Close up now, and we see the painting. It is of a nighttime landscape of a beach, deserted except for a woman, she is far away but looking at us. The painting is dark, which makes the flames around her legs, such a contrast. She is on fire and composed.

Flashback: The teacher is on a small rowboat. She is the only woman with four men rowing in front of her. She is guarding a flat wooden palette in front of her as the waters are extremely choppy. The rough waters continue to worsen, and no sooner does the wooden palette slip into the water than she jumps into the water without a second thought to retrieve it. Soon afterward, she sits shivering in layers of blankets back on the boat with her palette once more.

Having landed, she walks on the shore of a beach closely followed by a helper, one of the rowers, who carries her palette and bags. He dumps them right at the edge of the rocks, indicating a border or a threshold of property, and turns around to return to the boat. She picks up all of her things and continues on her way past the foliage and comes upon a beautiful home. It is early evening now, and a young chambermaid (Sophie) answers the door holding a candle. “I’m Marianne,” the teacher tells her. Sophie welcomes her in and shows her into the reception room. This is to be her quarters/drawing-room. Sophie lights a fire for Marianne. She tells Marianne that she’s been there for three years and likes it.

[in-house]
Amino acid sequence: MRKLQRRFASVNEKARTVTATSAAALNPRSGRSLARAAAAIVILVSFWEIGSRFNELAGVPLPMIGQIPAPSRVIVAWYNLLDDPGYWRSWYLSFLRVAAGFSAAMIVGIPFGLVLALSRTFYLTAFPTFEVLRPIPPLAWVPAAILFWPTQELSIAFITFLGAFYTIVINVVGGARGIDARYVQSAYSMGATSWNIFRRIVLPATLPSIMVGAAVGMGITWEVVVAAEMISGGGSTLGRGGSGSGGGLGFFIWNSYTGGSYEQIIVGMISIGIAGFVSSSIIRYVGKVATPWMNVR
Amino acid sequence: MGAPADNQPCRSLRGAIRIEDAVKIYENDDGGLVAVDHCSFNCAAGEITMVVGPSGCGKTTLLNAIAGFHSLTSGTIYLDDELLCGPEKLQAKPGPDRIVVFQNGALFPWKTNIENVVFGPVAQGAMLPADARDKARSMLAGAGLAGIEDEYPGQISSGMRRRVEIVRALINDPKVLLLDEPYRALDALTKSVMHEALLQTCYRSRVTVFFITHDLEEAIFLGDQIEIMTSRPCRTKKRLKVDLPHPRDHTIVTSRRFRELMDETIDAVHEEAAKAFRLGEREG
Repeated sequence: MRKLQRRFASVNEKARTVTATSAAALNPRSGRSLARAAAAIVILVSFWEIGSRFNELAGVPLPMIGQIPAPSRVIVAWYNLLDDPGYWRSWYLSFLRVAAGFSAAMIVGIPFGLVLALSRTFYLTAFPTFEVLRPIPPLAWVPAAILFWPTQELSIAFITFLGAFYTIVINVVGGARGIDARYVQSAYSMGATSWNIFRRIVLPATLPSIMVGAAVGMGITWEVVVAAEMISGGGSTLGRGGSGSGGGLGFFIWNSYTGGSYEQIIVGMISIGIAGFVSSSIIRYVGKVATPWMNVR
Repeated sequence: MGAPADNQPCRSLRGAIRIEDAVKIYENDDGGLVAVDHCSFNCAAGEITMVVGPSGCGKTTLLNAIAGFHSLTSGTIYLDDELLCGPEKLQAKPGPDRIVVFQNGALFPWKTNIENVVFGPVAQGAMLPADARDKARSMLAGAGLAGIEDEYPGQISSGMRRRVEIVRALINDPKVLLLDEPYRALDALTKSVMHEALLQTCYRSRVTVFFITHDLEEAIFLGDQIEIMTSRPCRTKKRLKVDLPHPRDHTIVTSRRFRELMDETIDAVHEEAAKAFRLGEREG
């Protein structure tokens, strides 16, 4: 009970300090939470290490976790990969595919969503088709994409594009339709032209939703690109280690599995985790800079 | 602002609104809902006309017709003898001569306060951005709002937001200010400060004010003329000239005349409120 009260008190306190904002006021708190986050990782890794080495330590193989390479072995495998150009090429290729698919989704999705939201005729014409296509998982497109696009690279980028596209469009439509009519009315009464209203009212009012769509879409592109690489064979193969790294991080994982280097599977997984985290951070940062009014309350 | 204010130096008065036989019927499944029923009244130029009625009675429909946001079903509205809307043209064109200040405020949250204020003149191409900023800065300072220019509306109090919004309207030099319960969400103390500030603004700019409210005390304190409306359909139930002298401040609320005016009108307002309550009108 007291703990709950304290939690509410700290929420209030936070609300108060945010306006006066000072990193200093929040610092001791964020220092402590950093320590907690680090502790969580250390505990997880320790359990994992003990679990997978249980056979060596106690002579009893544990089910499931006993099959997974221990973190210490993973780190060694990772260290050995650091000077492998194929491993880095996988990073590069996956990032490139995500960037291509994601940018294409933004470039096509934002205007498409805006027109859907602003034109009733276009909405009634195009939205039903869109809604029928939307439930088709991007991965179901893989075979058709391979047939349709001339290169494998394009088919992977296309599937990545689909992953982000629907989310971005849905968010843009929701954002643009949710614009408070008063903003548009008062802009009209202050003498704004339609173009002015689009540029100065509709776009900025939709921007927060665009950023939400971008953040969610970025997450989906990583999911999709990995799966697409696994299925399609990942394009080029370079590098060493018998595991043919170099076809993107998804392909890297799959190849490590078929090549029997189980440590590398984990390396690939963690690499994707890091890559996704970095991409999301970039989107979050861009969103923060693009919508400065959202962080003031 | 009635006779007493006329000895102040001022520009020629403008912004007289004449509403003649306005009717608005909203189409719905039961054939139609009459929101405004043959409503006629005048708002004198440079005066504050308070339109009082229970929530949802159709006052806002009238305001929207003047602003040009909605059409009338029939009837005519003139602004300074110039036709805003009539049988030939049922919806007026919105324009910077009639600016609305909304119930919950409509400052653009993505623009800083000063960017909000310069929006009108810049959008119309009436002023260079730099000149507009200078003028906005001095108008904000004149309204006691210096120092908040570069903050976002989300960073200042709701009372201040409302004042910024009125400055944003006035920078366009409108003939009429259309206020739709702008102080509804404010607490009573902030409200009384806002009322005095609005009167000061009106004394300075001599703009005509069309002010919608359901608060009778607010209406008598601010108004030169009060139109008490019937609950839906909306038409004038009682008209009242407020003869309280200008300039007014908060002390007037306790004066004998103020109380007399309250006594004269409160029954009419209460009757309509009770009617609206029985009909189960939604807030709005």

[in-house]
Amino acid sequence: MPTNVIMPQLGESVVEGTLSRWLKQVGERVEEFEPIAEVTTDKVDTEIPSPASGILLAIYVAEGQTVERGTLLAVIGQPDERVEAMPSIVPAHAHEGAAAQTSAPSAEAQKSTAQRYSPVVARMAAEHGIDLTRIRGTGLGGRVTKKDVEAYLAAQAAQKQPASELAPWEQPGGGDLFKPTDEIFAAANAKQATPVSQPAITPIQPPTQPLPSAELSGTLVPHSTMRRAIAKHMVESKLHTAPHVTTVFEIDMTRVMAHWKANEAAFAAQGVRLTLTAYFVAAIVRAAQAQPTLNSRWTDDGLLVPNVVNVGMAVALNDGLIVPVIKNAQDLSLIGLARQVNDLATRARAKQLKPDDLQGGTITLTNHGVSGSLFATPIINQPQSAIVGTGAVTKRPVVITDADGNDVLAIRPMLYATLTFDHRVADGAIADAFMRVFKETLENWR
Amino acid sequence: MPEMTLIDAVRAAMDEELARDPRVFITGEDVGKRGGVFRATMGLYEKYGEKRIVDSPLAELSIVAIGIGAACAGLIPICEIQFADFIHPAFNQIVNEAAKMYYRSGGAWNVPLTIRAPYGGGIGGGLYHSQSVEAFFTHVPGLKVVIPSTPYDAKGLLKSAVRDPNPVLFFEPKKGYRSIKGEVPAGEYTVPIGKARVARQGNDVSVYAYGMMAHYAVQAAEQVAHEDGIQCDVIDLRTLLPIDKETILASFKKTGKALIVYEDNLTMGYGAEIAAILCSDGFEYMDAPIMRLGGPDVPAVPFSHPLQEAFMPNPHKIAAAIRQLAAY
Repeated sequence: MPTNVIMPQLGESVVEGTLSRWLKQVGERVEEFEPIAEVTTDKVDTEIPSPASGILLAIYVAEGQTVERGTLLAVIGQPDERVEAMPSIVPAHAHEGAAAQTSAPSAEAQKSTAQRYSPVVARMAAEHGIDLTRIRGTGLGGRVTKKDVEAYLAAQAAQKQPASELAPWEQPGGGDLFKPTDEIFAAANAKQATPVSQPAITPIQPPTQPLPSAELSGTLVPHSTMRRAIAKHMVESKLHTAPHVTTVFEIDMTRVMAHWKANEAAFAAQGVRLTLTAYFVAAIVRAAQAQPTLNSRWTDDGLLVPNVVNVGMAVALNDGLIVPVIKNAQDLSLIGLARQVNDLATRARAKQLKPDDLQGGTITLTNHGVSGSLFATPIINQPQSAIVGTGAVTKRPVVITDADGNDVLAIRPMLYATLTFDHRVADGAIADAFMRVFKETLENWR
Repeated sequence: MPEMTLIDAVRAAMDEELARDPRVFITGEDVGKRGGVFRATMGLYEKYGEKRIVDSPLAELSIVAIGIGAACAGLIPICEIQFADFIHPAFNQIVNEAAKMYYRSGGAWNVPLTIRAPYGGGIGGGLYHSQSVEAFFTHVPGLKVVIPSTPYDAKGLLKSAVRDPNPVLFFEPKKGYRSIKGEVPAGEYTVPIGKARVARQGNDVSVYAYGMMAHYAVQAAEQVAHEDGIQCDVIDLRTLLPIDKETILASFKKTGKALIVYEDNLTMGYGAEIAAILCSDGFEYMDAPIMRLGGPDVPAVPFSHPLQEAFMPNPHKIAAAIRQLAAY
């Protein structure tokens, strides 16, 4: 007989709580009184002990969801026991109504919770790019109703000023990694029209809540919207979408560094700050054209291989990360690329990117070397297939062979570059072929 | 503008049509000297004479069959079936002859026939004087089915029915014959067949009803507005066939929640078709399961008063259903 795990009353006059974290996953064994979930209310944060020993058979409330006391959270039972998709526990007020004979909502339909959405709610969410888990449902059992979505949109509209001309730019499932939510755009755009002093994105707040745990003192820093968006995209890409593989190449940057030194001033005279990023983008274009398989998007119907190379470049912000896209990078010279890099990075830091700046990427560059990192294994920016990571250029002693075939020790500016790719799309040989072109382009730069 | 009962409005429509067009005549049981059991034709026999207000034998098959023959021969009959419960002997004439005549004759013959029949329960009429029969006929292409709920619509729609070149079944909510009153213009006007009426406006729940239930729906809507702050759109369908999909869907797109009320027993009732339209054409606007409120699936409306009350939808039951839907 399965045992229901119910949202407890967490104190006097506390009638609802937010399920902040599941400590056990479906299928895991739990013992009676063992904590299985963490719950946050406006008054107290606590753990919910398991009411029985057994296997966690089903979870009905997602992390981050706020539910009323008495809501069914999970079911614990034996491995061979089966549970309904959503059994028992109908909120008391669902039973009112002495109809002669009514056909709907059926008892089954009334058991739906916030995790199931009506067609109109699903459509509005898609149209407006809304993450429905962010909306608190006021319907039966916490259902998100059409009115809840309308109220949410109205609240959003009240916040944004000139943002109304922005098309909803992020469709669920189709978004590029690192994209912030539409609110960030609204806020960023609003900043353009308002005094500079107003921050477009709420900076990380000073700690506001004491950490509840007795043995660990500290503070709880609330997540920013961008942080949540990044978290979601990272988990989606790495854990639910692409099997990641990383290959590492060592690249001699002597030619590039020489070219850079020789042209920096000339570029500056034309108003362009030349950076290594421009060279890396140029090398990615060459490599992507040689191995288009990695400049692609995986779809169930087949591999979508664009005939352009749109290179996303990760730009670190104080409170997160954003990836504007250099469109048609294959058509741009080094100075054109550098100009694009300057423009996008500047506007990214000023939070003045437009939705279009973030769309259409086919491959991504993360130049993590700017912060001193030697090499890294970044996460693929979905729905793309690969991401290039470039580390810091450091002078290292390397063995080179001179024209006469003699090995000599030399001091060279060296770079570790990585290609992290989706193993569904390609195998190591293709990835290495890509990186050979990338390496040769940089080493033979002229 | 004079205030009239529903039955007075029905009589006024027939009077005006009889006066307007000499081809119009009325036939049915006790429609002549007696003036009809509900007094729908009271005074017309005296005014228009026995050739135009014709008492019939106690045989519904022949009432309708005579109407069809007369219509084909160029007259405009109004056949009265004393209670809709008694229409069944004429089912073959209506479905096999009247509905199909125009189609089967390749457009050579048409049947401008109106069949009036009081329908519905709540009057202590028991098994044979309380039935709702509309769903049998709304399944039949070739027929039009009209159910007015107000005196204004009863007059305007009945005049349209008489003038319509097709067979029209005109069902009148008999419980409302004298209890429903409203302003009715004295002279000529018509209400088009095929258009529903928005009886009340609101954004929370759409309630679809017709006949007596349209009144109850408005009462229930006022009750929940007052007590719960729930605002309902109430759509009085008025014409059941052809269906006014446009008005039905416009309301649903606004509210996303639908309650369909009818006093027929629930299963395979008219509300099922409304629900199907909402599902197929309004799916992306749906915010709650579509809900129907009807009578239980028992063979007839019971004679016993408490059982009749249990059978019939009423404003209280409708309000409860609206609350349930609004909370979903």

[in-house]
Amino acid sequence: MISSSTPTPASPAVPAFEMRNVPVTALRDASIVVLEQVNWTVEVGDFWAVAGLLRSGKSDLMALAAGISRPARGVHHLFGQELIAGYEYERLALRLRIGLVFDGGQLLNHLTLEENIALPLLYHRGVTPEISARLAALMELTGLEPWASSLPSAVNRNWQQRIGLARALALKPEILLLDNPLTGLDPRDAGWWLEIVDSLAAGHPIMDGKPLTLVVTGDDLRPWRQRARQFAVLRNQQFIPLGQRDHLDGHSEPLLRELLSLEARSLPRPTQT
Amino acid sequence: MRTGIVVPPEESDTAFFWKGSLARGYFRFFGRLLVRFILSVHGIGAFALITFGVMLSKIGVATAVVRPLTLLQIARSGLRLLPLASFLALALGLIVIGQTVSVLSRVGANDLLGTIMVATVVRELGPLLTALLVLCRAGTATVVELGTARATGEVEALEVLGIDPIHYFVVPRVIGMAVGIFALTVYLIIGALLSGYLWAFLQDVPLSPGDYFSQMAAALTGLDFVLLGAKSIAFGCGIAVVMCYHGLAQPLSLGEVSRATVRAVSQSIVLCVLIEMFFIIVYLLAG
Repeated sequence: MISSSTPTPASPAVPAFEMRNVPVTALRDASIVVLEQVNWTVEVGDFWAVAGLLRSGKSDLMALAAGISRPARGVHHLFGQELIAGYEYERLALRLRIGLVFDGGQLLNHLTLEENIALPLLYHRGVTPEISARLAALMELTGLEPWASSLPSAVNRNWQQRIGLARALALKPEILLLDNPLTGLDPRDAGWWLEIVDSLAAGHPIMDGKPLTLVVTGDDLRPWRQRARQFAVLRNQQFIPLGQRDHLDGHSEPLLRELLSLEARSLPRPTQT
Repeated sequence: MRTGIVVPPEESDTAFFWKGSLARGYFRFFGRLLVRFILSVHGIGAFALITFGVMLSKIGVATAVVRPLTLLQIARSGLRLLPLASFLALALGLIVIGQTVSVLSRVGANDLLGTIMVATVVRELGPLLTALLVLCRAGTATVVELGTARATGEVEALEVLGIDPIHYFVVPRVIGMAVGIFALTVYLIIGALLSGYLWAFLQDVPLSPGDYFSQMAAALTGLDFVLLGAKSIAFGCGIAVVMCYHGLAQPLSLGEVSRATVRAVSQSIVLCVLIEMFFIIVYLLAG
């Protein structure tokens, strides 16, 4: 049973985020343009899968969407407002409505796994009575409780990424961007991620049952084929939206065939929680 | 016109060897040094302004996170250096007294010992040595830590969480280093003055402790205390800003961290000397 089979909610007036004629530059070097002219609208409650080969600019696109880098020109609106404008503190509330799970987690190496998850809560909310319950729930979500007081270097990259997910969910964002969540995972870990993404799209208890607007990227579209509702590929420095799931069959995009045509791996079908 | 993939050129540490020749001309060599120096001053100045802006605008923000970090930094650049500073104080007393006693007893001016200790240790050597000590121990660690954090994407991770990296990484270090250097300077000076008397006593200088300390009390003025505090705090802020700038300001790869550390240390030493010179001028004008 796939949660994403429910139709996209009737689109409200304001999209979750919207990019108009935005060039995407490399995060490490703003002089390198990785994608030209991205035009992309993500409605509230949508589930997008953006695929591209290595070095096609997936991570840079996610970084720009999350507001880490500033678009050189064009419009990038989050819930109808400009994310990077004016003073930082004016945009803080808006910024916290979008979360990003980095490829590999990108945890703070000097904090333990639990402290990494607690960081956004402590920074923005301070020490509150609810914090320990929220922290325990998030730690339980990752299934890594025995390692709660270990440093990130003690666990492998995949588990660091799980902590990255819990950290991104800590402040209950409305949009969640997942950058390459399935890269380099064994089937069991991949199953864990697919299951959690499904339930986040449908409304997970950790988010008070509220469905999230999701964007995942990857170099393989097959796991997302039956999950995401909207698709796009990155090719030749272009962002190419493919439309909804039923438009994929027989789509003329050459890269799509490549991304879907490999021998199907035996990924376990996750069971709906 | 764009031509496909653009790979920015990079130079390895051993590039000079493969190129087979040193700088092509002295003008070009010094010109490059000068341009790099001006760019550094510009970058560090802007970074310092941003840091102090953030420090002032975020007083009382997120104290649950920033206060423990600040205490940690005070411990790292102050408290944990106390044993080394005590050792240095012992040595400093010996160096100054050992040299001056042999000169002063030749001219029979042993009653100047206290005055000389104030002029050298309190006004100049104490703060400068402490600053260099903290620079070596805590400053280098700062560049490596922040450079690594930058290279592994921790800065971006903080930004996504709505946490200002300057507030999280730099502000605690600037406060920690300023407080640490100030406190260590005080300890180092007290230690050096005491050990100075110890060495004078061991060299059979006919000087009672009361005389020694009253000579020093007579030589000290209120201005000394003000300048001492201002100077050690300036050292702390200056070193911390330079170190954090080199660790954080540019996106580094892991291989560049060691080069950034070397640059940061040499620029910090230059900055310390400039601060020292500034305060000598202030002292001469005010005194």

Marianne opens her palette to find her painting canvases dripping wet. She dries them by the fire as she dries herself and smokes a pipe.
Later, Marianne walks downstairs, robed and barefoot. Looking around, she walks past another fireplace in the dining room as she heads to the kitchen. There she checks pantries and cupboards and helps herself to bread and cheese.